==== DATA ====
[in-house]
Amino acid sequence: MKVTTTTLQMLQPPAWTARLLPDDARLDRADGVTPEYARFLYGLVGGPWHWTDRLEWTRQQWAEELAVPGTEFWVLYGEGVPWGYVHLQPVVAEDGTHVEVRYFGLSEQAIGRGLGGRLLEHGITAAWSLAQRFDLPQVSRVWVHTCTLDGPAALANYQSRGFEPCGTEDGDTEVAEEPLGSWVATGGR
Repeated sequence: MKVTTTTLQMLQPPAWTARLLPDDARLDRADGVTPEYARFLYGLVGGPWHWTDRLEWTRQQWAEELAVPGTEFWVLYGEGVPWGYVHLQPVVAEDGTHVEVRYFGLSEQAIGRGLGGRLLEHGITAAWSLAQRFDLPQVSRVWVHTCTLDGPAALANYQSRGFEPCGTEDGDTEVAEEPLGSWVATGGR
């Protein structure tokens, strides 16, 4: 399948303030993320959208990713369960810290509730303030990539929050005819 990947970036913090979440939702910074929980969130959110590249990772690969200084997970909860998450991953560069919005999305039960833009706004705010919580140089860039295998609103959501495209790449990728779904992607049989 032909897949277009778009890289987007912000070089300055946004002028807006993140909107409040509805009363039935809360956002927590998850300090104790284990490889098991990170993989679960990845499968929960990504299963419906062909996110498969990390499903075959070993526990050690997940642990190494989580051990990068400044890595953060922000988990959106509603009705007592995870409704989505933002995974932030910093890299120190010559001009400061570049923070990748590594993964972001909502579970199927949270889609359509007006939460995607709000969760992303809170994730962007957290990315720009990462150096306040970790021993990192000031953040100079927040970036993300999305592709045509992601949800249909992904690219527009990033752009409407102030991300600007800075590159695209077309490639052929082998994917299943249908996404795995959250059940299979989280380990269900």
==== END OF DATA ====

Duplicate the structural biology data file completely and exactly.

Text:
[in-house]
Amino acid sequence: MKVTTTTLQMLQPPAWTARLLPDDARLDRADGVTPEYARFLYGLVGGPWHWTDRLEWTRQQWAEELAVPGTEFWVLYGEGVPWGYVHLQPVVAEDGTHVEVRYFGLSEQAIGRGLGGRLLEHGITAAWSLAQRFDLPQVSRVWVHTCTLDGPAALANYQSRGFEPCGTEDGDTEVAEEPLGSWVATGGR
Repeated sequence: MKVTTTTLQMLQPPAWTARLLPDDARLDRADGVTPEYARFLYGLVGGPWHWTDRLEWTRQQWAEELAVPGTEFWVLYGEGVPWGYVHLQPVVAEDGTHVEVRYFGLSEQAIGRGLGGRLLEHGITAAWSLAQRFDLPQVSRVWVHTCTLDGPAALANYQSRGFEPCGTEDGDTEVAEEPLGSWVATGGR
């Protein structure tokens, strides 16, 4: 399948303030993320959208990713369960810290509730303030990539929050005819 990947970036913090979440939702910074929980969130959110590249990772690969200084997970909860998450991953560069919005999305039960833009706004705010919580140089860039295998609103959501495209790449990728779904992607049989 032909897949277009778009890289987007912000070089300055946004002028807006993140909107409040509805009363039935809360956002927590998850300090104790284990490889098991990170993989679960990845499968929960990504299963419906062909996110498969990390499903075959070993526990050690997940642990190494989580051990990068400044890595953060922000988990959106509603009705007592995870409704989505933002995974932030910093890299120190010559001009400061570049923070990748590594993964972001909502579970199927949270889609359509007006939460995607709000969760992303809170994730962007957290990315720009990462150096306040970790021993990192000031953040100079927040970036993300999305592709045509992601949800249909992904690219527009990033752009409407102030991300600007800075590159695209077309490639052929082998994917299943249908996404795995959250059940299979989280380990269900």